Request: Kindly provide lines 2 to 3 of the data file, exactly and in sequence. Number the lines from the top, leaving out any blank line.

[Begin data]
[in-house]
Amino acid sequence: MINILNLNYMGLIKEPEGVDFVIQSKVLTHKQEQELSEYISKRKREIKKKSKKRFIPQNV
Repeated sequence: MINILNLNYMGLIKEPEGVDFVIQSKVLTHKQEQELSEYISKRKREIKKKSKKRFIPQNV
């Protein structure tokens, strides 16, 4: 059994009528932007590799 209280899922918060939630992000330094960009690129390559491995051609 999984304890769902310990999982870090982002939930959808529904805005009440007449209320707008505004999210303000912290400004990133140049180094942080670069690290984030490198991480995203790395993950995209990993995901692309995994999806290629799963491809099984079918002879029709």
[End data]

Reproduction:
Amino acid sequence: MINILNLNYMGLIKEPEGVDFVIQSKVLTHKQEQELSEYISKRKREIKKKSKKRFIPQNV
Repeated sequence: MINILNLNYMGLIKEPEGVDFVIQSKVLTHKQEQELSEYISKRKREIKKKSKKRFIPQNV